Chapter 12

In her occasional visits to her near neighbour Mrs. Pettifer, too old a friend to be shunned because she was a Tryanite, Janet was obliged sometimes to hear allusions to Mr. Tryan, and even to listen to his praises, which she usually met with playful incredulity.

'Ah, well,' she answered one day, 'I like dear old Mr. Crewe and his pipes a great deal better than your Mr. Tryan and his Gospel. When I was a little toddle, Mr. and Mrs. Crewe used to let me play about in their garden, and have a swing between the great elm-trees, because mother had no garden. I like people who are kind; kindness is my religion; and that's the reason I like you, dear Mrs. Pettifer, though you are a Tryanite.'

'But that's Mr. Tryan's religion too—at least partly. There's nobody can give himself up more to doing good amongst the poor; and he thinks of their bodies too, as well as their souls.'

'O yes, yes; but then he talks about faith, and grace, and all that, making people believe they are better than others, and that God loves them more than He does the rest of the world. I know he has put a great deal of that into Sally Martin's head, and it has done her no good at all. She was as nice, honest, patient a girl as need be before; and now she fancies she has new light and new wisdom. I don't like those notions.'

'You mistake him, indeed you do, my dear Mrs. Dempster; I wish you'd go and hear him preach.'

'Hear him preach! Why, you wicked woman, you would persuade me to disobey my husband, would you? O, shocking! I shall run away from you. Good-bye.'

A few days after this conversation, however, Janet went to Sally Martin's about three o'clock in the afternoon. The pudding that had been sent in for herself and 'Mammy,' struck her as just the sort of delicate morsel the poor consumptive girl would be likely to fancy, and in her usual impulsive way she had started up from the dinner table at once, put on her bonnet, and set off with a covered plateful to the neighbouring street. When she entered the house there was no one to be seen; but in the little sideroom where Sally lay, Janet heard a voice. It was one she had not heard before, but she immediately guessed it to be Mr. Tryan's. Her first impulse was to set down her plate and go away, but Mrs. Martin might not be in, and then there would be no one to give Sally that delicious bit of pudding. So she stood still, and was obliged to hear what Mr. Tryan was saying. He was interrupted by one of the invalid's violent fits of coughing.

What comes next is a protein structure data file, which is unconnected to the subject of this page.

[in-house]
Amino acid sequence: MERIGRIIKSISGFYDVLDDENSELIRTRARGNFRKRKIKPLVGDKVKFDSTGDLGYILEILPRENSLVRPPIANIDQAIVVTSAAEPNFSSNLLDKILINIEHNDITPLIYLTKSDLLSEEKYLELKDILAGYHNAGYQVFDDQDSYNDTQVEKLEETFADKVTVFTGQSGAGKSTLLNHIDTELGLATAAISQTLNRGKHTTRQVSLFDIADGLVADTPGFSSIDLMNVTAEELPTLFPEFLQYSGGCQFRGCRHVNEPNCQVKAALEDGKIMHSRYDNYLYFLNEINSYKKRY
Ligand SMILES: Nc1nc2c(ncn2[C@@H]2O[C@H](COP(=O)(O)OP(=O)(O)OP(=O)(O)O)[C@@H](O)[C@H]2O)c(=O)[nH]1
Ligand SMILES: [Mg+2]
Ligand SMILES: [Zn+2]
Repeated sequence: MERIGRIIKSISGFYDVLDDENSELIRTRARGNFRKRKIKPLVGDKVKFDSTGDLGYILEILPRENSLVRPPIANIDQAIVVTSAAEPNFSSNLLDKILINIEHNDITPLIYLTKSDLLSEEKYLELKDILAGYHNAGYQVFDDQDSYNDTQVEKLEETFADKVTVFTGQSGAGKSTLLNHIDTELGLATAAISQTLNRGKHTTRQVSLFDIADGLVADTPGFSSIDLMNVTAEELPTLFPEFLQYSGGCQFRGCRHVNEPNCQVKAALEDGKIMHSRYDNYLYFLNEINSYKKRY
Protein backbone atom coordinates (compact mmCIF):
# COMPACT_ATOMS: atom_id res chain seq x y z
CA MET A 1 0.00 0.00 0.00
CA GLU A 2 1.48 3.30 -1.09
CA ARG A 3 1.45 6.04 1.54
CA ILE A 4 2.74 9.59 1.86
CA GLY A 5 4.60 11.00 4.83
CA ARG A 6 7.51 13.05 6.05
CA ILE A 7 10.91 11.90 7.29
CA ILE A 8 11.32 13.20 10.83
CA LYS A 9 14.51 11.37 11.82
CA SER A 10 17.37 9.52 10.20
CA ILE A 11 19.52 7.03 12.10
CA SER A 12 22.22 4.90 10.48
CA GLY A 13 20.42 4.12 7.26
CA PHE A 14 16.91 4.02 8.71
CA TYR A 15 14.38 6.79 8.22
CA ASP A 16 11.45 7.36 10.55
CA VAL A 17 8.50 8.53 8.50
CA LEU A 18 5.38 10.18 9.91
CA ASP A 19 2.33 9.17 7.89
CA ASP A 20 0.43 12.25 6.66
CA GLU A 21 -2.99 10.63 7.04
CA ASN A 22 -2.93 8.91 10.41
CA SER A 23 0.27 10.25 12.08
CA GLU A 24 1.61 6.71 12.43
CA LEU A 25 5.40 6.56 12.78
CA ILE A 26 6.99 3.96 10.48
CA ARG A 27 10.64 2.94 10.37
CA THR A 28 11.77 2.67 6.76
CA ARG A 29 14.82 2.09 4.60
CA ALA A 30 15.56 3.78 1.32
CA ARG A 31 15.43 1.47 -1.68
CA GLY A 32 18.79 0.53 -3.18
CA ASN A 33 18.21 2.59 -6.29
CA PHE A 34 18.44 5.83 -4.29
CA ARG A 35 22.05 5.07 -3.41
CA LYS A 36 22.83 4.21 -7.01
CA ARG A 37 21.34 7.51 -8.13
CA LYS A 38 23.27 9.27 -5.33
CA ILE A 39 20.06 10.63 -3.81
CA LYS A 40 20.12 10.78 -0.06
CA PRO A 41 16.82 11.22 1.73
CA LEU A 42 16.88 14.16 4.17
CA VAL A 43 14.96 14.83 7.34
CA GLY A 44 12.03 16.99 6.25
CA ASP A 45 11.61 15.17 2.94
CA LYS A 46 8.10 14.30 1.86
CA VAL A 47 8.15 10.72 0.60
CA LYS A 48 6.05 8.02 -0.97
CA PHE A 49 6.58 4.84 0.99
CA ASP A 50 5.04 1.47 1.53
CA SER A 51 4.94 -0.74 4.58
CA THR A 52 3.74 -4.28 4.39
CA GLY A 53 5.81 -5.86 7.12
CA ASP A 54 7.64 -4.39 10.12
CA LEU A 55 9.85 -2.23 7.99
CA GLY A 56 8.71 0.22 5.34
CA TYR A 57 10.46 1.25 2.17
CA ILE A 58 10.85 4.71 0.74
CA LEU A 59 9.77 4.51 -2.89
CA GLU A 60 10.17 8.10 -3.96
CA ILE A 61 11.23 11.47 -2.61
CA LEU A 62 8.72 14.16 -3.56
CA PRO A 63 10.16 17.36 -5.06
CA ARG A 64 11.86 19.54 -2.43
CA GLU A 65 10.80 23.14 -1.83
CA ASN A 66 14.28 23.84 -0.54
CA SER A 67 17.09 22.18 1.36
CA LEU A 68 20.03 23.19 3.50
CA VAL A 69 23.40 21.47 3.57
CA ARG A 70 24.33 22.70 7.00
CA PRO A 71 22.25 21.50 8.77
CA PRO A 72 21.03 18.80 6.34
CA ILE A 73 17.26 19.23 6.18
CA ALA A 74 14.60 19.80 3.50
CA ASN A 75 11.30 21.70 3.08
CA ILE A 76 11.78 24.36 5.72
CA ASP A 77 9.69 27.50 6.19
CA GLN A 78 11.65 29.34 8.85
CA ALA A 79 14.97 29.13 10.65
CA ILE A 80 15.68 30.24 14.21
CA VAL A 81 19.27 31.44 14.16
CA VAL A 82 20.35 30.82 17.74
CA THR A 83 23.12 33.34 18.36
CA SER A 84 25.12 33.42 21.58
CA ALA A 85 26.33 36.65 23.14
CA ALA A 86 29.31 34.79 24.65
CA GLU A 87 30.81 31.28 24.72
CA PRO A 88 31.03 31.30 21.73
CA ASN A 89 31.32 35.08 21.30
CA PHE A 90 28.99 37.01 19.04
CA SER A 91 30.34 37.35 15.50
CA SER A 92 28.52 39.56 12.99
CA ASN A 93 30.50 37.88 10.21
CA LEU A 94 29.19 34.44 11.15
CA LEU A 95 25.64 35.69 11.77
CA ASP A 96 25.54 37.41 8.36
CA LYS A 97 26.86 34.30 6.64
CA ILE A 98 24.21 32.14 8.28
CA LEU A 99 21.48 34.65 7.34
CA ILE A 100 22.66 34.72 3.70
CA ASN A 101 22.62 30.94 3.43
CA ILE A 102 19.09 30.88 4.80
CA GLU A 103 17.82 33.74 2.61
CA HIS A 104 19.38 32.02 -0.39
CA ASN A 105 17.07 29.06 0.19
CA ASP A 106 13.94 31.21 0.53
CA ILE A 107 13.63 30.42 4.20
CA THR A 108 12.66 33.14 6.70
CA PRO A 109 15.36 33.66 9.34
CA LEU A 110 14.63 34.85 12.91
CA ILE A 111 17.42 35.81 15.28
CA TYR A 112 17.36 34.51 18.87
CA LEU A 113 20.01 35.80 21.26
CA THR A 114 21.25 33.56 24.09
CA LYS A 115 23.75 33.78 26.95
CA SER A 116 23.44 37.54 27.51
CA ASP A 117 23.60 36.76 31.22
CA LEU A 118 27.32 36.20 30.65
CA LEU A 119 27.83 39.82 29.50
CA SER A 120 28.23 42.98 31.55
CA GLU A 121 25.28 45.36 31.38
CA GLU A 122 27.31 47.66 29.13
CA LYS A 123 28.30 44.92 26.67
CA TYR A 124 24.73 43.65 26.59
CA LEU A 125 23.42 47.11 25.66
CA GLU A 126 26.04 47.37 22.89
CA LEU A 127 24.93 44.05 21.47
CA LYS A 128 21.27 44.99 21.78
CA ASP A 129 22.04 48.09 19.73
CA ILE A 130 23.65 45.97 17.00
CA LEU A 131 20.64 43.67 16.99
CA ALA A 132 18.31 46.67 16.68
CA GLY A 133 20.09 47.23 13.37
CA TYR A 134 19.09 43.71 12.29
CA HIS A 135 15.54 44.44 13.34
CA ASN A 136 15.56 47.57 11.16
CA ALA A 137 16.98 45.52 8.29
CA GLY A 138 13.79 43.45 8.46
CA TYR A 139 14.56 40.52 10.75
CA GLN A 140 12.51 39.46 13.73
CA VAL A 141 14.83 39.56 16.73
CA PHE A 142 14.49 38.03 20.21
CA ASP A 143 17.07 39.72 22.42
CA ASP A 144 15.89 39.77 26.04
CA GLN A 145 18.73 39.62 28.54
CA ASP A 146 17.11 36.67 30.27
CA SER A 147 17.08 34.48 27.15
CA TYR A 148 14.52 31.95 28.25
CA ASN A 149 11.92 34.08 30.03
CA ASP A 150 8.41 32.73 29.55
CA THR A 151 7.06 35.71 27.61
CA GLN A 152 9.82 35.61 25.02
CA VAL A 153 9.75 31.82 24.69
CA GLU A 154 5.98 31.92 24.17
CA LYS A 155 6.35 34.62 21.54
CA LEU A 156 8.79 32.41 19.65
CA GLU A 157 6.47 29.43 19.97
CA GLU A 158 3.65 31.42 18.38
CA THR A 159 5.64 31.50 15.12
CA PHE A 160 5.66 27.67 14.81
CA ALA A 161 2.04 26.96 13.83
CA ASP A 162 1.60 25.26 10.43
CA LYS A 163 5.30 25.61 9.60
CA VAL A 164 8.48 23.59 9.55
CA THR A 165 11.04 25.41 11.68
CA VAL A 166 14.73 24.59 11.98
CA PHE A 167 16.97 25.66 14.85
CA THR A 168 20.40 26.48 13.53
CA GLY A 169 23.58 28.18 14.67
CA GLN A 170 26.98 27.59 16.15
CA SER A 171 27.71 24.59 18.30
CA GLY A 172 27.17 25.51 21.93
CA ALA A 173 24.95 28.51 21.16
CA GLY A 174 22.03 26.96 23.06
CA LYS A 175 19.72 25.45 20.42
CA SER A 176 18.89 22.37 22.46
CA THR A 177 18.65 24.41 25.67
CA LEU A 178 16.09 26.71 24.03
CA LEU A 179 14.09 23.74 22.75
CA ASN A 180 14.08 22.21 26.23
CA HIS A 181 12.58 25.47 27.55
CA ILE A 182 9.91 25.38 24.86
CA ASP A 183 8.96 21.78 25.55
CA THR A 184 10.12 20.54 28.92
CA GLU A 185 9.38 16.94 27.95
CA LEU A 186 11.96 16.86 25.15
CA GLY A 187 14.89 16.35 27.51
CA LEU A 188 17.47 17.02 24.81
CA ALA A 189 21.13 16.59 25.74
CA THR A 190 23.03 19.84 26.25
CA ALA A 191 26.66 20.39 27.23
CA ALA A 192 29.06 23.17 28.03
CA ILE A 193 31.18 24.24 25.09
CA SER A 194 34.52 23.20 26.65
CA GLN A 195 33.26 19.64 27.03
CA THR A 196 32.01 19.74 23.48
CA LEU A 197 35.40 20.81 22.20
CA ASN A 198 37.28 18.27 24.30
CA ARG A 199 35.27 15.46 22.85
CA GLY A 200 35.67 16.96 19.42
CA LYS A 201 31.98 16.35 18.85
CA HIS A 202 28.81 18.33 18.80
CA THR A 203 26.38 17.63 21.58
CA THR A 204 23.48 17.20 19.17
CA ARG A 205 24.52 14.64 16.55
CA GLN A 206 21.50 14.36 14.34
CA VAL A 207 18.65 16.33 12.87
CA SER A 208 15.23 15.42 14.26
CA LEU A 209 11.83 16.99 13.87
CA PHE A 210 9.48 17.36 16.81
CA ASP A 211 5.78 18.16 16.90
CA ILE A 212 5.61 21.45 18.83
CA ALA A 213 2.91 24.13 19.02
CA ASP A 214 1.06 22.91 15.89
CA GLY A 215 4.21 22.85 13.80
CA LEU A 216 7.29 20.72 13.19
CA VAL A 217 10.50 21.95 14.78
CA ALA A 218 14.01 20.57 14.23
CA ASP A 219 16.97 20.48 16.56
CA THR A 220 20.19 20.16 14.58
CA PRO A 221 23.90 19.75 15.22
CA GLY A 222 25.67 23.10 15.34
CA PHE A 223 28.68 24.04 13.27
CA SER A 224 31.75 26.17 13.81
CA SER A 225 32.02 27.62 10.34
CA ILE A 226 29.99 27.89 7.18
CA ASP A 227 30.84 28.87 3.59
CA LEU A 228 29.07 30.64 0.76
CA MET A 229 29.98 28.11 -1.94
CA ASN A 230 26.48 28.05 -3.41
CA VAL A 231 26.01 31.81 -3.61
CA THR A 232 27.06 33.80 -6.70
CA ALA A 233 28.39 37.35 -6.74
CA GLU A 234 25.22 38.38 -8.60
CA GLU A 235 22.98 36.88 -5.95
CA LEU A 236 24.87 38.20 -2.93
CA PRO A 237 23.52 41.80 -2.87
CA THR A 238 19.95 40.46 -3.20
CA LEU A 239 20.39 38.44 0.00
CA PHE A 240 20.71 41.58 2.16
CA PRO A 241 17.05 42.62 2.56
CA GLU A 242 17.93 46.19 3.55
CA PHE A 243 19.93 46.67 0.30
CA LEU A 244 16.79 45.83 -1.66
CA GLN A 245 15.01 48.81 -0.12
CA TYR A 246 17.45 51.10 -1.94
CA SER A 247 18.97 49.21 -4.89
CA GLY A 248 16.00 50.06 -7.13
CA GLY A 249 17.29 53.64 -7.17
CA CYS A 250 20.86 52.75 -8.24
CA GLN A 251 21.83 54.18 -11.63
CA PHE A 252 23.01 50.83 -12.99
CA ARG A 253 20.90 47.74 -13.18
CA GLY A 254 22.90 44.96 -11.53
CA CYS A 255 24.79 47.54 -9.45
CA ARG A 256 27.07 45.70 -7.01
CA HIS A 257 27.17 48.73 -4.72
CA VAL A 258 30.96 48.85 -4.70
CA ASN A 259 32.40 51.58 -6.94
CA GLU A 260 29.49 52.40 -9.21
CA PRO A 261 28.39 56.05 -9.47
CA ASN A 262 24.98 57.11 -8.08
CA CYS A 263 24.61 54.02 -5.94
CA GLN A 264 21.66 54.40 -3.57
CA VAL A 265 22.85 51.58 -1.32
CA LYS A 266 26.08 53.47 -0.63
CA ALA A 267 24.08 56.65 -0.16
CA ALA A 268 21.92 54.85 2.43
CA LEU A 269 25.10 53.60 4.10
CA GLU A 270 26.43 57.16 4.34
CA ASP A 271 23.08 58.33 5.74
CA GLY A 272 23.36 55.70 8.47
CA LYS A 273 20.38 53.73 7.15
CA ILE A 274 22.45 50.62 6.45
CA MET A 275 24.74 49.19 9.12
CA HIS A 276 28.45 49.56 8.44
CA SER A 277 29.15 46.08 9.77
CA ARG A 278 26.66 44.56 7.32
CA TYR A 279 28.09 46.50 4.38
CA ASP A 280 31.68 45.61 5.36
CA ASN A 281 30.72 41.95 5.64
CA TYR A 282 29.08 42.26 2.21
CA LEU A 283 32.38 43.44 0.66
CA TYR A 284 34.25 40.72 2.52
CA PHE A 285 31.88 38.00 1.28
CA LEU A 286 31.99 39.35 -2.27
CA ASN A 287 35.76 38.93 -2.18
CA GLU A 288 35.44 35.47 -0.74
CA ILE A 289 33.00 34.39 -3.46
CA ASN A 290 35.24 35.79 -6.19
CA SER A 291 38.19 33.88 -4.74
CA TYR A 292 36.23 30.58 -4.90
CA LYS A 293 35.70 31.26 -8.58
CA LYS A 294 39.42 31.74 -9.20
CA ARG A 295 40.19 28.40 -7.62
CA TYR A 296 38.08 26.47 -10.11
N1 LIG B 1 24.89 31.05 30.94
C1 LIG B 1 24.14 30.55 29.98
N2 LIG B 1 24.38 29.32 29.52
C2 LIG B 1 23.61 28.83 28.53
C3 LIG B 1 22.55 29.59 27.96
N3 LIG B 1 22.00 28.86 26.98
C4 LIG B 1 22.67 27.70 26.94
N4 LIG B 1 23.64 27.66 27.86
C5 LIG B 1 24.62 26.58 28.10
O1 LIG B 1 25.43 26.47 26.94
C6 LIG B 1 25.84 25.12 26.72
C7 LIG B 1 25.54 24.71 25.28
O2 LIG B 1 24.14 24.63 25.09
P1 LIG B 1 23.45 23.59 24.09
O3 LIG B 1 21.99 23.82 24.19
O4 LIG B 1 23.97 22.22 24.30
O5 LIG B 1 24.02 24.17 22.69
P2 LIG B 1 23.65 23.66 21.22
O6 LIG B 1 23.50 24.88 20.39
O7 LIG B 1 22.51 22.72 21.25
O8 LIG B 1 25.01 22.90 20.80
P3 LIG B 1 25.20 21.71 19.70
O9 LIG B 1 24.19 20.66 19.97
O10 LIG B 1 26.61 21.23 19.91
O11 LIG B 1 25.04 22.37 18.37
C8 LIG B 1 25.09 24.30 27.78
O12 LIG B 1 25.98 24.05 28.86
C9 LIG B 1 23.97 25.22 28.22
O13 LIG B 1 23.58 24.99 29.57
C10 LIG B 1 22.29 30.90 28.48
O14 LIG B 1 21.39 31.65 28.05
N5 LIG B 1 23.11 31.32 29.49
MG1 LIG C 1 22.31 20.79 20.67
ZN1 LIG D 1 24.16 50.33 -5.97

'It is very hard to bear, is it not?' he said when she was still again. 'Yet God seems to support you under it wonderfully. Pray for me, Sally, that I may have strength too when the hour of great suffering comes. It is one of my worst weaknesses to shrink from bodily pain, and I think the time is perhaps not far off when I shall have to bear what you are bearing. But now I have tired you. We have talked enough. Good-bye.'

Janet was surprised, and forgot her wish not to encounter Mr. Tryan: the tone and the words were so unlike what she had expected to hear. There was none of the self-satisfied unction of the teacher, quoting, or exhorting, or expounding, for the benefit of the hearer, but a simple appeal for help, a confession of weakness. Mr. Tryan had his deeply-felt troubles, then? Mr. Tryan, too, like herself, knew what it was to tremble at a foreseen trial—to shudder at an impending burthen, heavier than he felt able to bear?

The most brilliant deed of virtue could not have inclined Janet's good-will towards Mr. Tryan so much as this fellowship in suffering, and the softening thought was in her eyes when he appeared in the doorway, pale, weary, and depressed. The sight of Janet standing there with the entire absence of self-consciousness which belongs to a new and vivid impression, made him start and pause a little. Their eyes met, and they looked at each other gravely for a few moments. Then they bowed, and Mr. Tryan passed out.

There is a power in the direct glance of a sincere and loving human soul, which will do more to dissipate prejudice and kindle charity than the most elaborate arguments. The fullest exposition of Mr. Tryan's doctrine might not have sufficed to convince Janet that he had not an odious self-complacency in believing himself a peculiar child of God; but one direct, pathetic look of his had dissociated him with that conception for ever.

This happened late in the autumn, not long before Sally Martin died. Janet mentioned her new impression to no one, for she was afraid of arriving at a still more complete contradiction of her former ideas. We have all of us considerable regard for our past self, and are not fond of casting reflections on that respected individual by a total negation of his opinions. Janet could no longer think of Mr. Tryan without sympathy. but she still shrank from the idea of becoming his hearer and admirer. That was a reversal of the past which was as little accordant with her inclination as her circumstances.

And indeed this interview with Mr. Tryan was soon thrust into the background of poor Janet's memory by the daily thickening miseries of her life.

Chapter 13